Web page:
Tokyo, May 22 (Jiji Press) — Japan Automobile Manufacturers Association Chairman Akio Toyoda has rebutted U.S. President Donald Trump’s declaration that imported vehicles and parts threaten the U.S. national security.
“We are dismayed to hear a message suggesting that our long-time contributions of investment and employment in the United States are not welcomed,” Toyoda, also president of Toyota Motor Corp. <7203>, said in a statement issued Tuesday. “As chairman (of JAMA), I am deeply saddened by this decision.”
Citing data describing JAMA member firms’ contributions to the U.S. economy, including over 1.6 million jobs being supported by them and cumulative investments of 51 billion dollars in manufacturing facilities alone, Toyoda stressed, “We are certain that neither imported vehicles and parts nor our American operations threaten to impair the U.S. national security.”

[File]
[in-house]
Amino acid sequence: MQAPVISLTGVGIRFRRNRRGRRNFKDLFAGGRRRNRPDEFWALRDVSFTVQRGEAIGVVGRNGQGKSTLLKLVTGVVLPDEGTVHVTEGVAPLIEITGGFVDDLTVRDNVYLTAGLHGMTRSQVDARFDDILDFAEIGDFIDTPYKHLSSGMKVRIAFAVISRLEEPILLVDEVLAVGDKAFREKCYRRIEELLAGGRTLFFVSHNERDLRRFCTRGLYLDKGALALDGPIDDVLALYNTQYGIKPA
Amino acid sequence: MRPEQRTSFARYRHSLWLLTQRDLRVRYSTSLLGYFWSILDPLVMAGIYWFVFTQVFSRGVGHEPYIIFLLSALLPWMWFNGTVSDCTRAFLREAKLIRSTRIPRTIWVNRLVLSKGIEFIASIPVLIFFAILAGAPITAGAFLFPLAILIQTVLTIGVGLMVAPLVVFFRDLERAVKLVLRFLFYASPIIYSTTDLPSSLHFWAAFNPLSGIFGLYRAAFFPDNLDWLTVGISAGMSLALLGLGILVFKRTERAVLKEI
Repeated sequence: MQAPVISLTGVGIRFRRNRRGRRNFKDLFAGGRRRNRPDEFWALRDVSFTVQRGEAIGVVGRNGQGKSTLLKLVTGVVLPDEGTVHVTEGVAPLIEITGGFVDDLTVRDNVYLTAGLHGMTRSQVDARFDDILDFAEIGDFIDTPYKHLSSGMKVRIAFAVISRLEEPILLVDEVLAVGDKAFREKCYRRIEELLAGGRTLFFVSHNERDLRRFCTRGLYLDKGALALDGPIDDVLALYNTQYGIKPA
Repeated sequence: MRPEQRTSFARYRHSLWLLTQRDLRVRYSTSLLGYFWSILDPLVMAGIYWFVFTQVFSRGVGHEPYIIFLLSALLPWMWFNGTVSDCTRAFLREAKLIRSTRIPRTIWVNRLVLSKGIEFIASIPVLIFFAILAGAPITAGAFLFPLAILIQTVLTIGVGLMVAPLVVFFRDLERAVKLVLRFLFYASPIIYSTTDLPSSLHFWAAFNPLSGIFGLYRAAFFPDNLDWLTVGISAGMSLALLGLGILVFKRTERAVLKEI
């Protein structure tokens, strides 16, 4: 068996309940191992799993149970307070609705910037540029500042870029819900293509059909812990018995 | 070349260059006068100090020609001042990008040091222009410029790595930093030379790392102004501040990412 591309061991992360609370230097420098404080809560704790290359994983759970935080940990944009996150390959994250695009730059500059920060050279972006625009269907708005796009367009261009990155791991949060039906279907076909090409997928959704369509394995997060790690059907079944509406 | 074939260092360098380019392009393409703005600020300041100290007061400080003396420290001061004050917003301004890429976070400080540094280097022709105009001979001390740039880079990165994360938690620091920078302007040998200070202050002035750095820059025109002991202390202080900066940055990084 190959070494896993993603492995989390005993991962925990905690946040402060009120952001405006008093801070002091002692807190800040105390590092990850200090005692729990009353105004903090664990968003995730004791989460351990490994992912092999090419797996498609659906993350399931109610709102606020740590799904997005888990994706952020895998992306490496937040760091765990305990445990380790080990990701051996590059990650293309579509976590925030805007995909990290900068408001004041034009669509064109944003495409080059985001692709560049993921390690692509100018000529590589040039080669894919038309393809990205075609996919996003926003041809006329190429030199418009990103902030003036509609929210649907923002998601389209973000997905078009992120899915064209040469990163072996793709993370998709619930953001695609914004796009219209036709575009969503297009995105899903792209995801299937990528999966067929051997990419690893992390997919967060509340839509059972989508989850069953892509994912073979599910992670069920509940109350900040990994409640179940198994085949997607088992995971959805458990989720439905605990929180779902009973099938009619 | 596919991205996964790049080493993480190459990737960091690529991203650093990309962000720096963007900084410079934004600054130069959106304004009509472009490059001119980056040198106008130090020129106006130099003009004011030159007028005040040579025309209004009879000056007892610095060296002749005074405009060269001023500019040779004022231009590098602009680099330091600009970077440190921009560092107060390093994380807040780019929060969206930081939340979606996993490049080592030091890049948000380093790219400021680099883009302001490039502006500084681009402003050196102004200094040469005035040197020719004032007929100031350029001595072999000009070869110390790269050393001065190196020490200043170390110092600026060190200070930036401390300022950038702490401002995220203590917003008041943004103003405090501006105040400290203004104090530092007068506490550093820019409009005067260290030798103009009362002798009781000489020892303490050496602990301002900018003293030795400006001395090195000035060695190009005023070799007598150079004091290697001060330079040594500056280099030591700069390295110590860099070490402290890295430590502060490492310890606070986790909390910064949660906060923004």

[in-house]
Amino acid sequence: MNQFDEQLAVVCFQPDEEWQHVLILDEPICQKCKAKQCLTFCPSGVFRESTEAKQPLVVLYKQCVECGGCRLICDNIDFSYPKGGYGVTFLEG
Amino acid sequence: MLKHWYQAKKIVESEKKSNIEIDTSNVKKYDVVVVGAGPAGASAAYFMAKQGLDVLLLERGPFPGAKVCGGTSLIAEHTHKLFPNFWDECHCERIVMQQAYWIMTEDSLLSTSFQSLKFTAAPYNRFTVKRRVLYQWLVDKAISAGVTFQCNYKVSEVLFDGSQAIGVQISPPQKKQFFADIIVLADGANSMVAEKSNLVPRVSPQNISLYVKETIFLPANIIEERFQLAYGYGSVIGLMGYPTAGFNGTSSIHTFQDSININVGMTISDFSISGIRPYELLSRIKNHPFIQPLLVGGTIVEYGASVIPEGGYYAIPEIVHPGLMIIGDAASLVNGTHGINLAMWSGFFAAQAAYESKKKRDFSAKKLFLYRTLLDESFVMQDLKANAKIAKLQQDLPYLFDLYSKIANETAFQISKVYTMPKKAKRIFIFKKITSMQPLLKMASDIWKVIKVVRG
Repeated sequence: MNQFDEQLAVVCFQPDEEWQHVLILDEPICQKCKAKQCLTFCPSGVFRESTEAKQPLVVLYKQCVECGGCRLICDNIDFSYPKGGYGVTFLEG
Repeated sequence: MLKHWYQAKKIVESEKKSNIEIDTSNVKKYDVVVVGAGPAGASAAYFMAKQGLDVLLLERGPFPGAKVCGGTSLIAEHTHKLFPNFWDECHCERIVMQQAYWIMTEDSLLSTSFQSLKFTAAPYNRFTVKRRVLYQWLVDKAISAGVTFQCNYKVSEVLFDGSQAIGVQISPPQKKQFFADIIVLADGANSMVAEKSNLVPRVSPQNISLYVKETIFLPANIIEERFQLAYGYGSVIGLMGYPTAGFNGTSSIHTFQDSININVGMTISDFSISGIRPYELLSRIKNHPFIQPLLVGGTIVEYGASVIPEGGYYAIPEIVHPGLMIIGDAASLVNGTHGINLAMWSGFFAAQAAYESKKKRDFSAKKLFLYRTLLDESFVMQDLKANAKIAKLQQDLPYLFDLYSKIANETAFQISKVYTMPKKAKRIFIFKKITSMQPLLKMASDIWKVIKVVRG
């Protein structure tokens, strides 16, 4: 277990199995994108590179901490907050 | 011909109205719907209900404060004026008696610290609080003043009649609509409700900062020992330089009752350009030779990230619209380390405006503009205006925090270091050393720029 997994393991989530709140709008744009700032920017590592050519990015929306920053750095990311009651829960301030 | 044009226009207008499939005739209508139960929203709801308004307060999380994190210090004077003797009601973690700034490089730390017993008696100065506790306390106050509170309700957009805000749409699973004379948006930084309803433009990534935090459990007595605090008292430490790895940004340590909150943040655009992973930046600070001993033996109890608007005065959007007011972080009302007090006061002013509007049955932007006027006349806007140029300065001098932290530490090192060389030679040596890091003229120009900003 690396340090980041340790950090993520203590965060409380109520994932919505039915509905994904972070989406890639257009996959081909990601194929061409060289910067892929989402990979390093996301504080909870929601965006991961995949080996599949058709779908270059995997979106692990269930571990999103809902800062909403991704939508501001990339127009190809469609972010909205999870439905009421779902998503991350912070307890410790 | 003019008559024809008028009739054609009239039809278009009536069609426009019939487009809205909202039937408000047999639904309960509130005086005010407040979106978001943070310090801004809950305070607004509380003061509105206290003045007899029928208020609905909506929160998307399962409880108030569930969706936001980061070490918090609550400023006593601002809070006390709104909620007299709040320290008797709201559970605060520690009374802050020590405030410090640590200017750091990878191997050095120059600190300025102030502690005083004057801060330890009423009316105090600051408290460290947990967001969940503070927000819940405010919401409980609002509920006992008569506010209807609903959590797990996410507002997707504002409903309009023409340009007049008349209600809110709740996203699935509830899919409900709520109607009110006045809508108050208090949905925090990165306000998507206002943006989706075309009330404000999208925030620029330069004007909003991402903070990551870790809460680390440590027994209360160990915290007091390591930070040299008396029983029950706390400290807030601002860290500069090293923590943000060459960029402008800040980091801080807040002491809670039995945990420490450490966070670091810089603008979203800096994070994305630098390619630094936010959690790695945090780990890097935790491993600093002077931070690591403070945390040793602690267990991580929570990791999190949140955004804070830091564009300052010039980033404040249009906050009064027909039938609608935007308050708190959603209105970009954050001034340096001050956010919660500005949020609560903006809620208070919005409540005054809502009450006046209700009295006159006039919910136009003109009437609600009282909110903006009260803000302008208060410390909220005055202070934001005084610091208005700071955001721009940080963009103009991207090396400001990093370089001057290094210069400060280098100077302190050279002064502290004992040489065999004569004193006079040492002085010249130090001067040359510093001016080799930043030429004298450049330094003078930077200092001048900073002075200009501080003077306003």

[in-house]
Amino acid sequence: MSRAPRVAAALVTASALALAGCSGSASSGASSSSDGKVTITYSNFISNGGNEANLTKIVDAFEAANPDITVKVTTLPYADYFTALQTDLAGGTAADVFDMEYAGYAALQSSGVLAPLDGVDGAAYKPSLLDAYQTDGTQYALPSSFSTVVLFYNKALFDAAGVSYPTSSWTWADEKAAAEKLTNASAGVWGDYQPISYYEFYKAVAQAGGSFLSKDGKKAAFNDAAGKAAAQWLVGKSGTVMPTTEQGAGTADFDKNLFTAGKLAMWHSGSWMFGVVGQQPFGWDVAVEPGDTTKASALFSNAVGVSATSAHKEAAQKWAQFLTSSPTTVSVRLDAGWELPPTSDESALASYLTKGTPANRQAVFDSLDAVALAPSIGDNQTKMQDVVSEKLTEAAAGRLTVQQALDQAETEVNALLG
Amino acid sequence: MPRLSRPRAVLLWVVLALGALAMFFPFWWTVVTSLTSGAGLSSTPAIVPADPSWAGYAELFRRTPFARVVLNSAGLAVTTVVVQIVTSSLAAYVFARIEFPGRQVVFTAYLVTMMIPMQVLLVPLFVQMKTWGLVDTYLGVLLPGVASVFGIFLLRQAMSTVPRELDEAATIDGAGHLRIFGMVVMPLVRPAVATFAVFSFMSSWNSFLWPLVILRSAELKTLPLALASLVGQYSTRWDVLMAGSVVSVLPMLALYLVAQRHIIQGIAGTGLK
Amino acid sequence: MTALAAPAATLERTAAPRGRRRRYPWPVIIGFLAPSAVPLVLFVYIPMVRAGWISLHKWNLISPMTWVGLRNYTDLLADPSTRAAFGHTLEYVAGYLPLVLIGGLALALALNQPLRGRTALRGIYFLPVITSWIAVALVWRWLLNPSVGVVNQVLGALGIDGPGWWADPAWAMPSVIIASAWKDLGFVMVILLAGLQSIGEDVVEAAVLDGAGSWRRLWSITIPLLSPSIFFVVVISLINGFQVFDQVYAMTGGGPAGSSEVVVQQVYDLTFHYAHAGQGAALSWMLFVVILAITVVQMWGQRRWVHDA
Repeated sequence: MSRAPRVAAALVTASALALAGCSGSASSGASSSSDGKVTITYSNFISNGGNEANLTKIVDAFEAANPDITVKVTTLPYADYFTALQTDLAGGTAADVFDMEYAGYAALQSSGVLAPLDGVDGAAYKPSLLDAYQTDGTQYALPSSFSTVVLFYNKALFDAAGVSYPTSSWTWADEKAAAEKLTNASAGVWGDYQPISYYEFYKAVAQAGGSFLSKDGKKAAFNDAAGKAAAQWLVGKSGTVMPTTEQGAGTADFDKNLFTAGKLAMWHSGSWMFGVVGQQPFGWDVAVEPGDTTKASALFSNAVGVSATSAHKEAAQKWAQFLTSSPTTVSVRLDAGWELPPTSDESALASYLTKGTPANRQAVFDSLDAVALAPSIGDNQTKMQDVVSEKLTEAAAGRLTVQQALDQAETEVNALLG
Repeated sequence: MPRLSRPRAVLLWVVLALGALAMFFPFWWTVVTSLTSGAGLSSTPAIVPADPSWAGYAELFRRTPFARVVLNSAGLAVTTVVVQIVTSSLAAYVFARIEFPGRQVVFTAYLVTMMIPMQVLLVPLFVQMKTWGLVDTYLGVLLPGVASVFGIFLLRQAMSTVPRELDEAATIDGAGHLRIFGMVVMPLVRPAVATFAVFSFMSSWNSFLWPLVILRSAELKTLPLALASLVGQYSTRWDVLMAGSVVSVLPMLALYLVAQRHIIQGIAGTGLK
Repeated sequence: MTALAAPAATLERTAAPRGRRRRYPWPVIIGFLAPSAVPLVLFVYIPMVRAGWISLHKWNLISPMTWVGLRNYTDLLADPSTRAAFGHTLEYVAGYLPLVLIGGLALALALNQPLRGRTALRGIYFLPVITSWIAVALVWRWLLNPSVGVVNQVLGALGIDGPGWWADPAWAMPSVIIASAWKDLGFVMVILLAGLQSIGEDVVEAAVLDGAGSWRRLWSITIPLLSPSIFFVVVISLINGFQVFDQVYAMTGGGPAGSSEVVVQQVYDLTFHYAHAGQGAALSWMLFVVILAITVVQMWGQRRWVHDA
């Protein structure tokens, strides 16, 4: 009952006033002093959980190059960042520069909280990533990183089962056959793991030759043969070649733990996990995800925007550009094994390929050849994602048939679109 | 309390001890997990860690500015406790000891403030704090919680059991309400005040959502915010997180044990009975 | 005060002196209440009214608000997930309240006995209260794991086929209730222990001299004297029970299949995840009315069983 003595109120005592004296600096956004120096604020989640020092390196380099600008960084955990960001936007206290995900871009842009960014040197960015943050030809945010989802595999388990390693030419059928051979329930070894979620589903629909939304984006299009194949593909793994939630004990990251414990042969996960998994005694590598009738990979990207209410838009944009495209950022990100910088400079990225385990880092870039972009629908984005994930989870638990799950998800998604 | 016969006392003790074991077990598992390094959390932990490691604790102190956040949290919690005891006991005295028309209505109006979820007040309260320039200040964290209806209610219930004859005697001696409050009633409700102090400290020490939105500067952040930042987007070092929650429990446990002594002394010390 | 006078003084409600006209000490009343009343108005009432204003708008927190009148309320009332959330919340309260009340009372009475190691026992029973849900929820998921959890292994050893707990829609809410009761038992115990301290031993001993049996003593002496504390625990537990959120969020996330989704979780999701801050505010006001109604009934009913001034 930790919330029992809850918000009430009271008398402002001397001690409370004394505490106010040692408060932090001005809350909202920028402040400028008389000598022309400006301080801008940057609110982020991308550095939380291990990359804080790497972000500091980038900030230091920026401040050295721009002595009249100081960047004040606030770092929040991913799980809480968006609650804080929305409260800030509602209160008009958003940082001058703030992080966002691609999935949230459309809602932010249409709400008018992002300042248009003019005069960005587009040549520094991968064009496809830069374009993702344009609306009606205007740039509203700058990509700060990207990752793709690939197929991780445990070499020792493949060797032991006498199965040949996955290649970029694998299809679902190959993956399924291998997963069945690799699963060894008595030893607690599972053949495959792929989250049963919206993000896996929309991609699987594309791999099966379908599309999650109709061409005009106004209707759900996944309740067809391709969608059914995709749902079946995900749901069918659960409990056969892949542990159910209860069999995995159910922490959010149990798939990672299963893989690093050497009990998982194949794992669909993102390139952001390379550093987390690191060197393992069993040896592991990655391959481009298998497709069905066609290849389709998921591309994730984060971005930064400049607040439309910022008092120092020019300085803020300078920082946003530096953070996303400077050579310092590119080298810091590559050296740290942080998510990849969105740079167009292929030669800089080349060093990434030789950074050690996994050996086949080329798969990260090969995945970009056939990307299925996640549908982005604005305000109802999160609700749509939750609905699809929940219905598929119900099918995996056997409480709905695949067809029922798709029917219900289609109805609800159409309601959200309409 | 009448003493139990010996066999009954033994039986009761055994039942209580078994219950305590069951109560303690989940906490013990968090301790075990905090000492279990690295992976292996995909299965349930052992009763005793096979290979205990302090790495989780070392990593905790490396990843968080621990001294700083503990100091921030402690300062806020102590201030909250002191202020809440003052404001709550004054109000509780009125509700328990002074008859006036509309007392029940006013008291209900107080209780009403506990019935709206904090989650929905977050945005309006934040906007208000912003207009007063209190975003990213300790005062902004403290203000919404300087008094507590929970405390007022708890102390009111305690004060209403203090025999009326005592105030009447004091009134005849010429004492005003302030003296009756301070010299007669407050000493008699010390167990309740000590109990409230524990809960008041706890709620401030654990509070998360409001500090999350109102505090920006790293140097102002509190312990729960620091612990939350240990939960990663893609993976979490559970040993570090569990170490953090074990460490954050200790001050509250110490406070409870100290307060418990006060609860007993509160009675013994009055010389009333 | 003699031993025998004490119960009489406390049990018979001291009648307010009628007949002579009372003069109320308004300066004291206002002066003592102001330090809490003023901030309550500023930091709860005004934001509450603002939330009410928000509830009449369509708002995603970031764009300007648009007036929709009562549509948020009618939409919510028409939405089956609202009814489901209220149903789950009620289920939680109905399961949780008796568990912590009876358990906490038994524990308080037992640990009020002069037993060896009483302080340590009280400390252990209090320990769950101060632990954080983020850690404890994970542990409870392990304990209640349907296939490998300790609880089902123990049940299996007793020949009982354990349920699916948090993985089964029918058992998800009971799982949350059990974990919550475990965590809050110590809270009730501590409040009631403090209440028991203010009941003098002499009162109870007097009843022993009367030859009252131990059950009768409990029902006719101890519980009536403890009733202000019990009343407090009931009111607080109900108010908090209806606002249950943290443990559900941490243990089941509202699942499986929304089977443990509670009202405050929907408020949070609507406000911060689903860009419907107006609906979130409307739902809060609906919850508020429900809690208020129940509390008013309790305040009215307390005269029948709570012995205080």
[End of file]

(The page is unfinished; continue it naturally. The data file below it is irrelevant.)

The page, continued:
As for Trump’s announcement Friday that he would delay by up to six months a decision on whether to impose extra tariffs on cars and parts, Toyoda noted, “Any trade restrictive measures would deliver a serious blow to the U.S. auto industry and economy.”
Then he expressed hope that dialogue between the Japanese and U.S. governments “leads to an outcome that supports the development of the auto industries and economies of both nations.”
At a press conference Wednesday, Japanese Chief Cabinet Secretary Yoshihide Suga echoed Toyoda, saying, “Extensive import restrictions on automobiles and other goods will adversely affect not only the U.S. economy but the global economy.”
In an editorial Tuesday, The Wall Street Journal pointed out that Toyota has invested more than 60 billion dollars in the United States and currently employs directly or indirectly 475,000 Americans and that the leading Japanese automaker is also making contribution by “open-sourcing of patents” for fuel cell and hybrid systems and continuing to invest in artificial intelligence, autonomous driving technology and robotics.
“The only threat any of this poses would be if Toyota gave up on America and moved everything somewhere else,” the major U.S. economic daily said.